"Remarkable" Progress Seen In Recovery From 2011 Tornado
Private reflections and the tolling of church bells today marked the fifth anniversary of an unprecedented natural disaster in western Massachusetts. A tornado, with sustained winds of 160 miles-an-hour claimed three lives, injured scores of people, left children emotionally scarred, and damaged or destroyed hundreds of buildings and tens of thousands of trees.
The tornado impacted nine communities, leaving devastation along a 39-mile path that twisted and turned from Westfield to Sturbridge. Among the hardest hit were the rural towns of Monson and Brimfield and the city of Springfield.
"I believe it has been remarkable the rebuilding that has occurred," said Mayor Domenic Sarno, in an interview Wednesday.
He said the recovery had been long and arduous. He praised the resiliency of residents who rebuilt their homes and businesses, rather than leave Springfield. He credited public safety officials and others in his administration for working tirelessly to get the city back on its feet.
" Those first months, really, you kept going 24/7," Sarno recalled. " A shout-out to the people. They were just so resilient. Everywhere I went people said ' mayor, we're ok, we're ok.'"
The tornado crossed the Connecticut River and was on the ground in downtown Springfield at 4:38 p.m. Stately old oak trees were uprooted in Court Square. The tornado traveled down Main Street into the South End where office workers took cover under their desks.
Main Street was left littered with bricks, broken glass, twisted metal, and shards of wood. The tornado veered east into the Maple High Six Corners Neighborhood where apartment houses and an elementary school were ruined.
Crossing Watershops Pond, the tornado barreled into East Forest Park, a neighborhood of tidy houses on tree-lined streets.
Armando Feliciano had come home from work early that afternoon to take delivery of a new refrigerator. When the skies turned black, he hustled his family into the basement and shielded them as the tornado sent trees crashing through the roof and walls.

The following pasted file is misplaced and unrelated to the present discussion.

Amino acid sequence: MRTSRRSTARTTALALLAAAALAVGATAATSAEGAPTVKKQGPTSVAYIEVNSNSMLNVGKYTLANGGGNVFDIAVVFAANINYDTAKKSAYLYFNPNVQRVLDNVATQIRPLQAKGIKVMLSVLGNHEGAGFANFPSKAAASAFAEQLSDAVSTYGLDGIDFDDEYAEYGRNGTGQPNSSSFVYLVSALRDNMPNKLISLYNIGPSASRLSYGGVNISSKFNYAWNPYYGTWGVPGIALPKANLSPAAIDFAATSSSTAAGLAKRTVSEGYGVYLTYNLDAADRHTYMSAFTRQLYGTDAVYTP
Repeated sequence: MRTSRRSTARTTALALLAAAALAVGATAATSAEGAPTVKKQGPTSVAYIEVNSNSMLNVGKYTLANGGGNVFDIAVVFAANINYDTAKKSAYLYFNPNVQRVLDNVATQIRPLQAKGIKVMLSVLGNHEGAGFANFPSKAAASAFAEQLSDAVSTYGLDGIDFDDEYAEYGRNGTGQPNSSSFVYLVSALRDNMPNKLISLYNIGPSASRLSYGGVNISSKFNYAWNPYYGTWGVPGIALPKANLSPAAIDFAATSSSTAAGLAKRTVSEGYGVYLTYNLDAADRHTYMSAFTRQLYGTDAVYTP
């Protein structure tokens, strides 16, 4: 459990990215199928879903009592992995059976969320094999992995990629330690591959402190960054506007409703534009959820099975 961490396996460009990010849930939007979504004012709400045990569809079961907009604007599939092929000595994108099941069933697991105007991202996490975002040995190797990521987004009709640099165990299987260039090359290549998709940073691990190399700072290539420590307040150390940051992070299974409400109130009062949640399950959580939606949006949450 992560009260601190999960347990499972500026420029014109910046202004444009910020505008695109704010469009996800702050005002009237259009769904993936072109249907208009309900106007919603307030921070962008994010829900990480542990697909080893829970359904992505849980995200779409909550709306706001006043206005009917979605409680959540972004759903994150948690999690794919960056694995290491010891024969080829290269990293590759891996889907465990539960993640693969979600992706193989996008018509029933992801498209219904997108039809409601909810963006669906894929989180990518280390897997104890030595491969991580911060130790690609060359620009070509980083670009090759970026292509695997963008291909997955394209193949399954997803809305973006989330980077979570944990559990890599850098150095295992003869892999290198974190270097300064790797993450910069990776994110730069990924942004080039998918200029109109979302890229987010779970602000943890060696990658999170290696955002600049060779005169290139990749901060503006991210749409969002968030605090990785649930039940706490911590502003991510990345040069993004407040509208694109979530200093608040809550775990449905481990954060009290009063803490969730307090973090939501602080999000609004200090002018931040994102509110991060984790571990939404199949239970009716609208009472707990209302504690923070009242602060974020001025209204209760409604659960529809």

When the storm passed, Feliciano, covered in dirt, came upstairs to a surreal scene.
" Half of a tree is in my house. My cabinets are torn," He recalled during an interview Tuesday. " My whole house was surrounded by ( downed ) trees, and neighbor's trees and trees that came over from the woods. The funny thing is, I don't own a boat, my neighbors don't own a boat, and there was a boat in my backyard."
His two grandchildren, who were with him in the basement, were traumatized.
"They still when it starts raining or it gets windy and they see the trees moving they get really scared."
It was more than a year before the home was repaired and Feliciano and his family could move back in. He tussled with his insurance company over how much he would receive to rebuild, ended up taking out a loan to cover the full costs, and was ripped off by an unscrupulous contractor for $10,000.
Feliciano said the experiences motivated him to join the board of Develop Springfield and to chair an annual gala that raises money for tornado victims.
" That put closure on my suffering," he said.
Sarno said the proverbial “silver lining inside the dark cloud” is the $2.7 billion in economic development that has come Springfield’s way in the last five years.
" Why not use this as a catalyst to improve and make stronger our whole city? And we did that," said Sarno.
A tornado-damaged area of the South End is being redeveloped as the $950 million MGM casino. New houses have been built on the Central Street corridor. There is a new elementary school in the Maple High Six Corners neighborhood. A tree-planting initiative is slowly regreening the city. Streets, sidewalks, and parks have been upgraded.
Construction is expected to begin later this year on what are considered the last two major recovery projects: a new South End Community Center and a new Catholic high school in East Forest Park.